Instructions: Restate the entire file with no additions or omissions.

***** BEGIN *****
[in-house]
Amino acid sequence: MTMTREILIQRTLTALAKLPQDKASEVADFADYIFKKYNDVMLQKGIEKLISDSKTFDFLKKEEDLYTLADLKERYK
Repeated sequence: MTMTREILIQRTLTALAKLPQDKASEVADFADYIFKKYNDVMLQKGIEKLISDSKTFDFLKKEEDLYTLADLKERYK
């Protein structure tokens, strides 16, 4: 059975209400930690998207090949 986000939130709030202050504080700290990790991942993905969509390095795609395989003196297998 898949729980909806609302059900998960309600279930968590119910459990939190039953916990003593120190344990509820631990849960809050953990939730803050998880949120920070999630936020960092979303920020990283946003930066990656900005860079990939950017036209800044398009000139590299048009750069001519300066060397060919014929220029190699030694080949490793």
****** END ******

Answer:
[in-house]
Amino acid sequence: MTMTREILIQRTLTALAKLPQDKASEVADFADYIFKKYNDVMLQKGIEKLISDSKTFDFLKKEEDLYTLADLKERYK
Repeated sequence: MTMTREILIQRTLTALAKLPQDKASEVADFADYIFKKYNDVMLQKGIEKLISDSKTFDFLKKEEDLYTLADLKERYK
């Protein structure tokens, strides 16, 4: 059975209400930690998207090949 986000939130709030202050504080700290990790991942993905969509390095795609395989003196297998 898949729980909806609302059900998960309600279930968590119910459990939190039953916990003593120190344990509820631990849960809050953990939730803050998880949120920070999630936020960092979303920020990283946003930066990656900005860079990939950017036209800044398009000139590299048009750069001519300066060397060919014929220029190699030694080949490793």